It’s been six months since the federal government and attorneys general from 49 states came to terms with the five largest lenders in the nation, settling on a $25 billion penalty for illegal foreclosure practices including the so-called “robo-signing” of foreclosure documentation starting back in 2008.
And just as you would expect from both government and corporate America, no matter what they agreed to do, implementation of any plan of action takes time and has miscues along the way. This plan is no different.
Not only did they agree to put a permanent halt to robo-signing practices, the banks also agreed to establishing one point of contact for borrowers to work with along the process, and to stop the practice of dual tracking — continuing with the foreclosure process on a property while at the same time negotiating (supposedly in good faith) with the homeowner for a loan modification.
Then there’s the monetary aspect of the settlement meant to compensate homeowners who were wrongfully foreclosed on by the lenders. Each state gets a proportionate share depending on its size and how hard hit it was by the foreclosure crisis. The federal government took a cut of the action as well.
The problem, as reported by numerous news outlets, is that the national foreclosure settlement is very much unsettled so far. Some states have gone so far as to divert the funds to other uses — namely to shore up state budget shortfalls, or going to programs not addressing homeowner issues.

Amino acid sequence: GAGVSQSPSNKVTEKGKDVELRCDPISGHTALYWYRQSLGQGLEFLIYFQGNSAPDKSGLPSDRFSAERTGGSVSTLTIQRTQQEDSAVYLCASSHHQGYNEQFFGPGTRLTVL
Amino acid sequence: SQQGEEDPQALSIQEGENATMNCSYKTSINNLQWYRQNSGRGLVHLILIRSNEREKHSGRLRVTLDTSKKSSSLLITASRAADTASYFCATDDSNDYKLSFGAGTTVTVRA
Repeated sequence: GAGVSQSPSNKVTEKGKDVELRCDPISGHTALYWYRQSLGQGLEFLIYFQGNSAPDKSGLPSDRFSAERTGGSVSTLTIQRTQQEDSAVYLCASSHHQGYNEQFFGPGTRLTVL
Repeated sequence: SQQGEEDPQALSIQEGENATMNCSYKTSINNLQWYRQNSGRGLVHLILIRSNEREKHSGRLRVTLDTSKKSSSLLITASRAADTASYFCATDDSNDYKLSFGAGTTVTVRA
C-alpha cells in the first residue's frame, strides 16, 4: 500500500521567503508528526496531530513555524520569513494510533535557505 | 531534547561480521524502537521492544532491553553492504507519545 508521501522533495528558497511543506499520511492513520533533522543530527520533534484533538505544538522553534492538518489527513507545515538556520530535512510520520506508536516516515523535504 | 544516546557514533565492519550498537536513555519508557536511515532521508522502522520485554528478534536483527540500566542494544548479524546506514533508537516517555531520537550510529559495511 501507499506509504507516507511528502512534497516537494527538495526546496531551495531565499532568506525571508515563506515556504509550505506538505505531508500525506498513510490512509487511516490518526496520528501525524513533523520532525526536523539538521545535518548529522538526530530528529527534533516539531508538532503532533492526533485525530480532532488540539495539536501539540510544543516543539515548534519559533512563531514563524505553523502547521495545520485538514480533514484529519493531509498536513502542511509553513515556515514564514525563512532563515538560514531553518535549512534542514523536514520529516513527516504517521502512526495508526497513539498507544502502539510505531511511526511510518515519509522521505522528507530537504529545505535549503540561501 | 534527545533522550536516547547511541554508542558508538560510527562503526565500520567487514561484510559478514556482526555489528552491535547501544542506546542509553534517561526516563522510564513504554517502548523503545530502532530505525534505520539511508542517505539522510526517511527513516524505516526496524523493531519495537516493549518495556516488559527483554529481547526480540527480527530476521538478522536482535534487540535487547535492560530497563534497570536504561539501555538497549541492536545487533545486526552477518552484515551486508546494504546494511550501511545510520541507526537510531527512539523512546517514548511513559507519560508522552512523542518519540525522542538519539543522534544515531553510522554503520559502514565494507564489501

In Missouri, for example, almost all of its $39 million went to public education, according to a story in The Final Call. Virginia put all of its $66.5 million windfall from the settlement into its general fund with no restrictions attached. Wisconsin is also ready to put the bulk of its funds (about $26 million) into the state general fund. Texas, on the other hand, has received its $135 million in settlement money which — as of June 2012 — was sitting in the state capitol of Austin waiting for the state Legislature to convene in 2013 at which time it will decide whether the funds will go to homeowners or be redirected to some other use.
California as well is looking at taking at least a portion of its funds and redirecting them into other budget purposes, not making Attorney General Kamala Harris, who was a key figure in getting the five lenders to agree to the national settlement, very happy.
According to a recent story in The Republic, housing advocates in Florida are waiting for Attorney General Pam Bondi to release the funds to deserving homeowners who suffered due to the crisis. The story goes on to note that Bondi is in effect being undermined by some state lawmakers who insist that the funds must first be appropriated to the Legislature before it can be disbursed to needy homeowners.
Should anyone be surprised by all this positioning that’s going on? With many states running deficit budgets in a lackluster national economy, is it any wonder that they are seeing this as found money that they are free to do with as they please?
We’d like to know how you feel about this. All comments are welcome.
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